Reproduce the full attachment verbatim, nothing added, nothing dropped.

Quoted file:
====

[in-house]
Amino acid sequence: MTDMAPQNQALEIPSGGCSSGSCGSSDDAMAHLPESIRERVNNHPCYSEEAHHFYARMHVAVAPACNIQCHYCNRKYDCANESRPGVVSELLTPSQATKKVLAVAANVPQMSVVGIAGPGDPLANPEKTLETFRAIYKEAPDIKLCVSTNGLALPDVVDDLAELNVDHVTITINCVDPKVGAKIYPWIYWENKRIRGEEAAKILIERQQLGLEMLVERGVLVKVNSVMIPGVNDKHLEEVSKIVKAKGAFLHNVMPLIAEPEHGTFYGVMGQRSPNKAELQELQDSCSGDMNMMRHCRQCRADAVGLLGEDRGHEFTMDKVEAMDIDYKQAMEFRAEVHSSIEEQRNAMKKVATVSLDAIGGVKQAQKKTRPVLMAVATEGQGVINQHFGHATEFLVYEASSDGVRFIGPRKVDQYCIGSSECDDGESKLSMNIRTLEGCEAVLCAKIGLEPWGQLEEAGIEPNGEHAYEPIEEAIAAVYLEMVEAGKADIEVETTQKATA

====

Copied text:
[in-house]
Amino acid sequence: MTDMAPQNQALEIPSGGCSSGSCGSSDDAMAHLPESIRERVNNHPCYSEEAHHFYARMHVAVAPACNIQCHYCNRKYDCANESRPGVVSELLTPSQATKKVLAVAANVPQMSVVGIAGPGDPLANPEKTLETFRAIYKEAPDIKLCVSTNGLALPDVVDDLAELNVDHVTITINCVDPKVGAKIYPWIYWENKRIRGEEAAKILIERQQLGLEMLVERGVLVKVNSVMIPGVNDKHLEEVSKIVKAKGAFLHNVMPLIAEPEHGTFYGVMGQRSPNKAELQELQDSCSGDMNMMRHCRQCRADAVGLLGEDRGHEFTMDKVEAMDIDYKQAMEFRAEVHSSIEEQRNAMKKVATVSLDAIGGVKQAQKKTRPVLMAVATEGQGVINQHFGHATEFLVYEASSDGVRFIGPRKVDQYCIGSSECDDGESKLSMNIRTLEGCEAVLCAKIGLEPWGQLEEAGIEPNGEHAYEPIEEAIAAVYLEMVEAGKADIEVETTQKATA